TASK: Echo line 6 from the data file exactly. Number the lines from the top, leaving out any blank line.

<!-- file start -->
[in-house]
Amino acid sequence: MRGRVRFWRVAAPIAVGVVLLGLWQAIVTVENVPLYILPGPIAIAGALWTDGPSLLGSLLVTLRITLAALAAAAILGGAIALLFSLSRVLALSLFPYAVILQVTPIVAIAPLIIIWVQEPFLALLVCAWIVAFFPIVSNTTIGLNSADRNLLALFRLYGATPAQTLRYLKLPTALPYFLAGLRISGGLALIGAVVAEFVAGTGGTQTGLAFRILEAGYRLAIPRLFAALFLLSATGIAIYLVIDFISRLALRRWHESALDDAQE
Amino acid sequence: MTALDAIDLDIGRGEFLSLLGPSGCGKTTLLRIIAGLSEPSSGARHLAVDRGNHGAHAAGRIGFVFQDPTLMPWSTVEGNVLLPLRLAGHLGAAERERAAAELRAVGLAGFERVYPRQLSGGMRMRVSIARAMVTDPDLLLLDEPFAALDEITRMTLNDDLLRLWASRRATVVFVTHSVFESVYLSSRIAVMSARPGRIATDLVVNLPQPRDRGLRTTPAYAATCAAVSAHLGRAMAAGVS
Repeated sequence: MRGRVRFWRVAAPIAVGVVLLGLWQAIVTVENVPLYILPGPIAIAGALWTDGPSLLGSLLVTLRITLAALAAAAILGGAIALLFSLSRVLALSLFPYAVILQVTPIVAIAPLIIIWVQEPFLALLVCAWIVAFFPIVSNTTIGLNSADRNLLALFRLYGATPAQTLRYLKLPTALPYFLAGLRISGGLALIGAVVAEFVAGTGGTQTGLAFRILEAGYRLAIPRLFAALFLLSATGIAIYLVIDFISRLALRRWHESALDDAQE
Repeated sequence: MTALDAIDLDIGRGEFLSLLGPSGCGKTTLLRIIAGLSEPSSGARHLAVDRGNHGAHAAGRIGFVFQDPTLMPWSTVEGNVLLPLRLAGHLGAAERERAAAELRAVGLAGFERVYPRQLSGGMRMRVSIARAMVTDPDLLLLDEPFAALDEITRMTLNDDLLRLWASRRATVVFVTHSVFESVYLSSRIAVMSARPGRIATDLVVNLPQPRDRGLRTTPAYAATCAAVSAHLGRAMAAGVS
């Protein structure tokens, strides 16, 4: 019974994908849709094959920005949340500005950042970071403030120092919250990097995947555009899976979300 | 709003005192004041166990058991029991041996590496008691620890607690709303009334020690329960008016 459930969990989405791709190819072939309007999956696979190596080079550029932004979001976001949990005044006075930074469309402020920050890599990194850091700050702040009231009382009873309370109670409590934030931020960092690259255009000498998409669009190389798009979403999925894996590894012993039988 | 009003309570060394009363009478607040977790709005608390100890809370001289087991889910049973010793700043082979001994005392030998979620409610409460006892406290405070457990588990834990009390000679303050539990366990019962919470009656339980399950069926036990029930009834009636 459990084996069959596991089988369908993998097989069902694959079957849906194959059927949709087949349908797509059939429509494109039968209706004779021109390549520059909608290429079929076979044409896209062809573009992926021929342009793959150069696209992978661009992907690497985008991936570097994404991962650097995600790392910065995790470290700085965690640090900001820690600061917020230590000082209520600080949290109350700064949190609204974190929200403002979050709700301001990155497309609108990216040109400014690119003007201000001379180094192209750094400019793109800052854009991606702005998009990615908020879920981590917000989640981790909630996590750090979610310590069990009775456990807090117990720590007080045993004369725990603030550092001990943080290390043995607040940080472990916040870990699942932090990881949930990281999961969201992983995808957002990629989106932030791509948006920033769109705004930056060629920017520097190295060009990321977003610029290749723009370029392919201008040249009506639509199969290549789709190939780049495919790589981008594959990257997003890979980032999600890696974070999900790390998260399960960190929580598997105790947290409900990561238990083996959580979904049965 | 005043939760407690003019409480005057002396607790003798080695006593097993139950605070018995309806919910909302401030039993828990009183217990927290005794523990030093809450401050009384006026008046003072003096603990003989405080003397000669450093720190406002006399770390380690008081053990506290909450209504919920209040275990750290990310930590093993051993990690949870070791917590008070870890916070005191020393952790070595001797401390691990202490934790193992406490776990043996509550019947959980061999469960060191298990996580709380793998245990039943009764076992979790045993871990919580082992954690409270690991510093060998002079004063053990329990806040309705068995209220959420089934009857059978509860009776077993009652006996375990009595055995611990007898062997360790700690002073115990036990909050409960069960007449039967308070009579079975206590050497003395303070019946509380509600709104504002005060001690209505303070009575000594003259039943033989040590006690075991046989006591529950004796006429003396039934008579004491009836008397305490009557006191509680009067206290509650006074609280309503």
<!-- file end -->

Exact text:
């Protein structure tokens, strides 16, 4: 019974994908849709094959920005949340500005950042970071403030120092919250990097995947555009899976979300 | 709003005192004041166990058991029991041996590496008691620890607690709303009334020690329960008016 459930969990989405791709190819072939309007999956696979190596080079550029932004979001976001949990005044006075930074469309402020920050890599990194850091700050702040009231009382009873309370109670409590934030931020960092690259255009000498998409669009190389798009979403999925894996590894012993039988 | 009003309570060394009363009478607040977790709005608390100890809370001289087991889910049973010793700043082979001994005392030998979620409610409460006892406290405070457990588990834990009390000679303050539990366990019962919470009656339980399950069926036990029930009834009636 459990084996069959596991089988369908993998097989069902694959079957849906194959059927949709087949349908797509059939429509494109039968209706004779021109390549520059909608290429079929076979044409896209062809573009992926021929342009793959150069696209992978661009992907690497985008991936570097994404991962650097995600790392910065995790470290700085965690640090900001820690600061917020230590000082209520600080949290109350700064949190609204974190929200403002979050709700301001990155497309609108990216040109400014690119003007201000001379180094192209750094400019793109800052854009991606702005998009990615908020879920981590917000989640981790909630996590750090979610310590069990009775456990807090117990720590007080045993004369725990603030550092001990943080290390043995607040940080472990916040870990699942932090990881949930990281999961969201992983995808957002990629989106932030791509948006920033769109705004930056060629920017520097190295060009990321977003610029290749723009370029392919201008040249009506639509199969290549789709190939780049495919790589981008594959990257997003890979980032999600890696974070999900790390998260399960960190929580598997105790947290409900990561238990083996959580979904049965 | 005043939760407690003019409480005057002396607790003798080695006593097993139950605070018995309806919910909302401030039993828990009183217990927290005794523990030093809450401050009384006026008046003072003096603990003989405080003397000669450093720190406002006399770390380690008081053990506290909450209504919920209040275990750290990310930590093993051993990690949870070791917590008070870890916070005191020393952790070595001797401390691990202490934790193992406490776990043996509550019947959980061999469960060191298990996580709380793998245990039943009764076992979790045993871990919580082992954690409270690991510093060998002079004063053990329990806040309705068995209220959420089934009857059978509860009776077993009652006996375990009595055995611990007898062997360790700690002073115990036990909050409960069960007449039967308070009579079975206590050497003395303070019946509380509600709104504002005060001690209505303070009575000594003259039943033989040590006690075991046989006591529950004796006429003396039934008579004491009836008397305490009557006191509680009067206290509650006074609280309503």